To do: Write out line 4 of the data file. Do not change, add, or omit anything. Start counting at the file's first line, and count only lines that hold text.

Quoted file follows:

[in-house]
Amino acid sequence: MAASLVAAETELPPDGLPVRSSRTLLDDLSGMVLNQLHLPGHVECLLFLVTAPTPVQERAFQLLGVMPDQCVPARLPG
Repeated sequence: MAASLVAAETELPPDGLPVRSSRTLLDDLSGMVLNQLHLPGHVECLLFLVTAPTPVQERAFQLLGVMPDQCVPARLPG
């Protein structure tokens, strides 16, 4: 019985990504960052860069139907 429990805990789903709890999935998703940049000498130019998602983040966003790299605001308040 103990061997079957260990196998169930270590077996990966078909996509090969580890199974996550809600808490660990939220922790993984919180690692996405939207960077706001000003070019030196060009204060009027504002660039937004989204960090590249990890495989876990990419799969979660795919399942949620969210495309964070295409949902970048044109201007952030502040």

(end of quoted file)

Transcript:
């Protein structure tokens, strides 16, 4: 019985990504960052860069139907 429990805990789903709890999935998703940049000498130019998602983040966003790299605001308040 103990061997079957260990196998169930270590077996990966078909996509090969580890199974996550809600808490660990939220922790993984919180690692996405939207960077706001000003070019030196060009204060009027504002660039937004989204960090590249990890495989876990990419799969979660795919399942949620969210495309964070295409949902970048044109201007952030502040």